I work out.  I take a whey protein supplement.  The whey protein is made of amino acids bonded together.  On the back of the can, it has a chart of the typical amino acid masses that are in the average serving.  For example, it says that there is 450mg of Tryptophan per serving. 

When Tryptophan is taken in its free-form, 450mgs would have very noticable mental effects because  my body would convert it into serotonin.  However, when I take the tryptophan, as a BCAA in the whey, there are no mental effects.

I realize that my body uses amino acids for other chemical synthesis besides protein.  It seems though, that my body would prefer to use a free-form amino acid for these non-protein purposes.

Is this true? Does the body primarily use free-form amino acids for non-protein purposes. It certainly seems that way from my experience. There doesn't seem to be any good info on the net about this.  I'm sure a biologist must know.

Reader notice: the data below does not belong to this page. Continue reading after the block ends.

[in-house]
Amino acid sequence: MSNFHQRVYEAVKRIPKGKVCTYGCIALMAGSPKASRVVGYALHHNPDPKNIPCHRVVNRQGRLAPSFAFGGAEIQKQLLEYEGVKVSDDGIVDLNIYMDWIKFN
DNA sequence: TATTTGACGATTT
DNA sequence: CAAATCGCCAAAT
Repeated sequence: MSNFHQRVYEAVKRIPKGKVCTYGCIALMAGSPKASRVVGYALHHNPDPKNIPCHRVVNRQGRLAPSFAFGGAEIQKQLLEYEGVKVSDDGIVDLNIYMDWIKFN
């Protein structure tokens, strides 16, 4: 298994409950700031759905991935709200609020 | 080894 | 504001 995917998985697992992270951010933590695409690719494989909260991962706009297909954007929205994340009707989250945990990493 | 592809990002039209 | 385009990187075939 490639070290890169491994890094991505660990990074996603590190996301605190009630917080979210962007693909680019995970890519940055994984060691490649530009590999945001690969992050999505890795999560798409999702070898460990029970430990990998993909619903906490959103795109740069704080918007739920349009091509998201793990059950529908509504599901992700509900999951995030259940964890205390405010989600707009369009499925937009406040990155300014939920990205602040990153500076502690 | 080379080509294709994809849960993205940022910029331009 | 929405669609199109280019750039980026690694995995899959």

It is most unlikely that if you ate 450mgs of "free" Tryptophan it would have any central or "mental" effects. Some but not all would indeed be converted to 5HT (serotonin) but that would be in the periphery. The amount that would then cross the blood brain barrier to act on the brain would be very small indeed. 5HT as a neurotransmitter is locally synthesised in the brain - very little of that comes from peripheral synsthesis.

There are case reports of toxic effects of tryptophan ingestion (in body builders) that caused liver and skin problems - but that was ingestion of 15-10 grams or even more (ie 30-40 times higher than you describe), and even then central effects were not terribly prominent!